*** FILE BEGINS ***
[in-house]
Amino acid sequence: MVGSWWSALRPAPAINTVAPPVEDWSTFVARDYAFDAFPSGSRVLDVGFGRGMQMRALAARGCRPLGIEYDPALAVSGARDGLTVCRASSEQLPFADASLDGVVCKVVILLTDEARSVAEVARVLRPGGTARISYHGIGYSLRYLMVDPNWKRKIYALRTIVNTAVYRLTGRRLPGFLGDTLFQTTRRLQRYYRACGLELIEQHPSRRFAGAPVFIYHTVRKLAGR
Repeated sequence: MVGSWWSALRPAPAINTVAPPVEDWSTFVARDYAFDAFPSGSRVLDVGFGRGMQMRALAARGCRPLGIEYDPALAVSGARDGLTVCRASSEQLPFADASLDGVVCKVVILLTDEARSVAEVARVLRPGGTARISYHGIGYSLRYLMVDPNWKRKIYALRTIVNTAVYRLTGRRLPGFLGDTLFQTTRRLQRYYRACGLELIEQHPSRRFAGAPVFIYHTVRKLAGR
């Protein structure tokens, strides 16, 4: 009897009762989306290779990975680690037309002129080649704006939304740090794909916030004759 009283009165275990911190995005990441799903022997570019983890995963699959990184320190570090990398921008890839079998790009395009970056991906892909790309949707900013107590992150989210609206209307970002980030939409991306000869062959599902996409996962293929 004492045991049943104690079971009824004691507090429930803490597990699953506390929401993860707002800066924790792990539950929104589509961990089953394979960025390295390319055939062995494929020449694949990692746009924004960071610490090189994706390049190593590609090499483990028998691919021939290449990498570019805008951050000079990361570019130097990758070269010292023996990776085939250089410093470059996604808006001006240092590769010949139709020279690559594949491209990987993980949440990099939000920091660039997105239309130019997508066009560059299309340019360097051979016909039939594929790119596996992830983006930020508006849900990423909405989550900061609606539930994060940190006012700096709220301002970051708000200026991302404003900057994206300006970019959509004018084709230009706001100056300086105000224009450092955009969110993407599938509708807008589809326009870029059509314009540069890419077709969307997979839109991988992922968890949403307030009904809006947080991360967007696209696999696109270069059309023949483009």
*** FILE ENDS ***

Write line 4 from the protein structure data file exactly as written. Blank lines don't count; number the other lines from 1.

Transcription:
């Protein structure tokens, strides 16, 4: 009897009762989306290779990975680690037309002129080649704006939304740090794909916030004759 009283009165275990911190995005990441799903022997570019983890995963699959990184320190570090990398921008890839079998790009395009970056991906892909790309949707900013107590992150989210609206209307970002980030939409991306000869062959599902996409996962293929 004492045991049943104690079971009824004691507090429930803490597990699953506390929401993860707002800066924790792990539950929104589509961990089953394979960025390295390319055939062995494929020449694949990692746009924004960071610490090189994706390049190593590609090499483990028998691919021939290449990498570019805008951050000079990361570019130097990758070269010292023996990776085939250089410093470059996604808006001006240092590769010949139709020279690559594949491209990987993980949440990099939000920091660039997105239309130019997508066009560059299309340019360097051979016909039939594929790119596996992830983006930020508006849900990423909405989550900061609606539930994060940190006012700096709220301002970051708000200026991302404003900057994206300006970019959509004018084709230009706001100056300086105000224009450092955009969110993407599938509708807008589809326009870029059509314009540069890419077709969307997979839109991988992922968890949403307030009904809006947080991360967007696209696999696109270069059309023949483009």